Wednesday, July 28, 2004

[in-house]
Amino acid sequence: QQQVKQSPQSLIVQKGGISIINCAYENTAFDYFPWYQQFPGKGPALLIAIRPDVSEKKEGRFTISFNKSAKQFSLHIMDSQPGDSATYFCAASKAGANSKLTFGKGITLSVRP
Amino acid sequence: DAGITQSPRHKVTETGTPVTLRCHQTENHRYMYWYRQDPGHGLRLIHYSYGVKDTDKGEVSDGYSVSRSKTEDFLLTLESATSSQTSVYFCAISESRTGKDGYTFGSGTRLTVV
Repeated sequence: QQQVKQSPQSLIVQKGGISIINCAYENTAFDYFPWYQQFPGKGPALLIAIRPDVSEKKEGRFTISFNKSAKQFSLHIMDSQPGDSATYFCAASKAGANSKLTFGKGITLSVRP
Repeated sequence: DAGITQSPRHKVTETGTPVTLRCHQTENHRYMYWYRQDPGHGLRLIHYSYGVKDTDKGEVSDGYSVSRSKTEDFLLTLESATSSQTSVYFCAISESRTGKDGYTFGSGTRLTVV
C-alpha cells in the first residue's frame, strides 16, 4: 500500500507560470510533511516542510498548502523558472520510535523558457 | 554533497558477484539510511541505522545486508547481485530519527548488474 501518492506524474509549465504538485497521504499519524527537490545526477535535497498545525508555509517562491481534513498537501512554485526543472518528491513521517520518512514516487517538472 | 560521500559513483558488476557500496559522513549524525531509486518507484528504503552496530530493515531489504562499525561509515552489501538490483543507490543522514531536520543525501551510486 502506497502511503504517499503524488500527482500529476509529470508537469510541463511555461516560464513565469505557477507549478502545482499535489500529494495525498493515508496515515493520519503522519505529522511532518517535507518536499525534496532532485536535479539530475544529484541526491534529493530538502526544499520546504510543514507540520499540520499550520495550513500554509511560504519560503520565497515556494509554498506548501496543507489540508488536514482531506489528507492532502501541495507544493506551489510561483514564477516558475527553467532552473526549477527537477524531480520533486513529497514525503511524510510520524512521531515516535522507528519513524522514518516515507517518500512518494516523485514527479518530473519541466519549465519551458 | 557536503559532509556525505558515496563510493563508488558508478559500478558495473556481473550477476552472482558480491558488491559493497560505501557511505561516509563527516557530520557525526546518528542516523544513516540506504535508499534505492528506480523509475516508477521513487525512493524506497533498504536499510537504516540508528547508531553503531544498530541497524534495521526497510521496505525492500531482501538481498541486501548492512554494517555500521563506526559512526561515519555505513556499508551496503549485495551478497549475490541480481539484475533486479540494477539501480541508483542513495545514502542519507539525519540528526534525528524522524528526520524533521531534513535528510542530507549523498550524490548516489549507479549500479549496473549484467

War News for July 28, 2004 Bring ‘em on: Fifty-one Iraqis killed, 55 wounded by car bomb at Baquba police station. Bring ‘em on: One US soldier killed, three wounded by roadside bomb near Balad. Bring ‘em on: Seven Iraqi soldiers killed, 10 wounded in firefight near Suwariyah. Bring ‘em on: Indian truck driver wounded in convoy ambush near Fallujah. Bring ‘em on: Iraqi policeman assassinated in Kirkuk. Bring ‘em on: Nine Iraqis wounded in roadside bomb attack against US convoy near Baquba. Bring ‘em on: Bulgarian troops mortared near Karbala. Bring ‘em on: Bomb explodes at entrance to Polish base camp near Hilla. Bring ‘em on: Two insurgents killed in attempted pipeline sabotage near Kirkuk. Jordanian company pulls out of Iraq to save kidnapped employees. “The company provides construction and catering services to the U.S. military. Chief executive Rami al-Ouweiss would not say when the company would leave but indicated it was in the process of doing so.” Foreign truck drivers refuse to deliver goods in Iraq. “On his first journey to Iraq in eight months, Jordanian truck driver Faisal Suleyman was followed, pulled over and robbed by four men in a sky-blue taxi brandishing automatic weapons. The trip will be his last, he said Tuesday, placing him among a growing number of foreign drivers whose cargo is vital to Iraq's reconstruction refusing to brave the gantlet of kidnappings, robberies and other violence plaguing the country.” Shanghaied. “In Kenya, where half the population lives on less than a $1 aday, the lure of a two-year contract worth $360 a month, plus allowances and the promise of overtime, was too good to resist. But within months of the first Kenyans arriving in Kuwait, many of their expectations were dashed. They found themselves forced to drive through the frontlines of the insurgency in neighbouring Iraq, delivering supplies to US and British troops, according to several drivers and a former manager of the Kuwaiti company that employed them.” Two hundred Jordanian truck drivers killed in Iraq since last year. “The president of the Jordanian syndicate of truck owners, Abdel Rahim al-Jamal, said Wednesday that land transportation services had sustained severe losses in human lives and vehicles as a result of armed robberies and U.S. fire inside Iraqi territory.” Power shortages continue. “This is the second summer since the U.S.-led invasion of Iraq, and people here widely expected power to be restored by now. Instead, the city's electricity shuts off four or five times a day under a government energy-rationing scheme while officials struggle to revive a power system ravaged by war, vandalism and years of neglect.” Not to mention the entire year wasted by Baghdad fashion maven and incompetent administrator L. Paul Bremer. The insurgency incubated during the summer of 2003, when the CPA couldn't get electricity to the population. Anybody with a lick of sense should have known that restoring electrical service should be a top priority for the CPA. Summers are hot in Baghdad, and summer happens every year. The "war, vandalism and years of neglect" defense cut ice in 2003, but not in 2004. This year, the power shortages are a direct result of the failed CPA led by Bremer. Today, it's 114 degrees in Baghdad. Bremer’s legacy. “Even patrol leaders now carry envelopes of cash to spend in their areas. The money comes from brigade commanders, who get as much as $50,000 to $100,000 a month to distribute for local rehabilitation and emergency welfare projects through the Commanders Emergency Response Program. There are few restrictions on the expenditures, and officers acknowledge they consider the money another weapon. The targets at which it is aimed are the restless legions of unemployed Iraqi men, many of them former soldiers, policemen, and low-level members of the Ba'ath Party of ousted president Saddam Hussein. They were put out of work when the US administrator, L. Paul Bremer III, ordered a de-Ba'athification of Iraq. US soldiers say those men are vulnerable to entreaties to carry out an attack on the Americans for pay.” New Europe is starting to sound like Old Europe. “Reisz, a 47-year-old accountant in Budapest, is among many people in mostly pro-America Eastern Europe who are bristling at Secretary of State Colin Powell's exhortation to the U.S.-led coalition in Iraq to '’not get weak in the knees.’ ‘I don't know what our politicians told Powell, but if he thinks we want to keep our soldiers there, he is very mistaken. No one wants friends and relatives in a war zone like that,’ he said Tuesday. ‘We're grateful to the Americans for a lot of things, but they can't expect us to sacrifice lives just to be friends.’” Halliburton. “Halliburton Co. has lost $18.6 million of government property in Iraq, about a third of the items it was given to manage, including trucks, computers and office furniture, government auditors claim. The auditors couldn't account for 6,975 of 20,531 items on the ledgers of Halliburton's KBR unit, according to a report by Stuart Bowen, auditor for the coalition provisional authority inspector general. Halliburton is providing services to U.S. troops under a contract that has generated $3.2 billion in revenue so far.” Philippine foreign minister red-asses the Australian ambassador in Manila. Look, US media, this isn’t about the weakness of Spain, the Philippines, Thailand, El Salvador, or every other country that backs out of the “Coalition of the Willing.” It’s an international referendum on the leadership and competence of George W. Bush in prosecuting both a war against al-Qaeda and the war in Iraq. The leaders of those countries, as well as their citizens, are voting with their feet. Commentary Analysis: “Among the most dangerous instances of this neglect occur in Pakistan. The present US administration appears to have substantially ‘outsourced’ the management of its security interests in this region to what it perceives as a pliant, even servile, military dictatorship headed by President General Pervez Musharraf, and there is a belief that this regime will bring about the "enlightened moderation" that the United States hopes for in its favored ally. It is useful, consequently, to identify where precisely, within this arrangement, the ideologies of hatred are articulated, what their constituent elements are, and what relationship the Musharraf regime has with their most visible advocates.” Casualty Reports Local story: Pennsylvania soldier wounded in Iraq. Local story: Ohio soldier wounded in Iraq. Awards and Decorations Local story: Illinois Guardsmen decorated for valor. 86-43-04. Pass it on.